President's Message: Celebrating Juneteenth
Dear UHD Community,
"The people of Texas are informed that, in accordance with a proclamation from the Executive of the United States, all slaves are free."
Those words are taken from General Orders, Number 3 issued by the Union Army's Major General Gordon Granger. In effect, they provide the foundation for a day we have come to know as Juneteenth. It was on June 19, 1865 (two years following President Abraham Lincoln's signing of the Emancipation Proclamation) that Union troops landed in Galveston, Texas and informed its Black residents that they were free from slavery. It represented an important turning point in our country's history, and it happened just 50 miles from our campus.
Now more than ever, it's important that we recognize the significance of Juneteenth (or Freedom Day as it is also known) and what it meant … and continues to mean … to all Americans.Following yesterday's Senate vote, Juneteenth is one step closer to becoming a Federal holiday. Bearing that in mind, it is important that our University Community recognizes the significance of this transformative moment.
Our city will be filled with events educating Houstonians on the significance of this day, but if you can't attend them, feel free to take advantage of the resources available here at UHD. Our W.I. Dykes Library has a wealth of materials available to students, faculty and staff … but don't forget about our greatest resources—our people.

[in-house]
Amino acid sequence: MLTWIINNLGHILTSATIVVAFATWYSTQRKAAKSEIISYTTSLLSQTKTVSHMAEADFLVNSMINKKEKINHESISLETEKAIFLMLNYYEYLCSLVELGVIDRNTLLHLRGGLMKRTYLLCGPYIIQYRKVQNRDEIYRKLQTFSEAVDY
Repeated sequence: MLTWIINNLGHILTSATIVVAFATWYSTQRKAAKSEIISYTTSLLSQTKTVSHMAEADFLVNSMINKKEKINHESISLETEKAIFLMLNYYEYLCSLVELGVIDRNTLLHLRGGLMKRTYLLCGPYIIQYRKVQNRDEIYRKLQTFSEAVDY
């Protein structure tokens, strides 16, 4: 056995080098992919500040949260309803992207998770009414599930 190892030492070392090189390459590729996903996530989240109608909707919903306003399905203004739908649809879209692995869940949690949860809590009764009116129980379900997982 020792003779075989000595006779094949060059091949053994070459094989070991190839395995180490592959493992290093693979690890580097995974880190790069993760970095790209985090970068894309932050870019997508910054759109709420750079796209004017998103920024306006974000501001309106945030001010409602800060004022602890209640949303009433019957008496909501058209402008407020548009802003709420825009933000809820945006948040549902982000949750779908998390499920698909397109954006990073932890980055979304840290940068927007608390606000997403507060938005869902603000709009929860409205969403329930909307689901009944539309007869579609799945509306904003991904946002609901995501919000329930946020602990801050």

UHD's Center for Diversity & Inclusion (which is hosting a celebration at 10 a.m., June 17 at S370 One Main Building) and the Center for Critical Race Studies can provide clarity on Juneteenth for our UHD Community. Also, engage with your peers to discuss this holiday and to promote a greater understanding of all that it represents.
Juneteenth marked a new beginning for our nation, but as evidenced with ongoing violence and racism, struggles persist for so many Americans of color.It is through the efforts of many brave individuals that the road forward has been paved with hope. Many of them have been based right here in Houston. These include freedman and community activist John Henry "Jack" Yates; the first Black person elected to public office in the 20th century Hattie Mae White; activist and U.S. Representative Mickey Leland; Civil Rights leader and U.S. Representative Barbara Jordan; and community leader Rev. William A. Lawson among so many others.
I recognize that there are many within our UHD community who are prepared to follow in their footsteps. Whether you're a student or an employee, all of you have the potential to consequentially impact your respective communities. Together, we can all be part of a continued movement toward justice and hope.
However you choose to recognize Juneteenth this weekend, let's do so while observing this holiday's relevance and legacy to current and future generations.
Loren J. Blanchard, Ph.D.
President, University of Houston-Downtown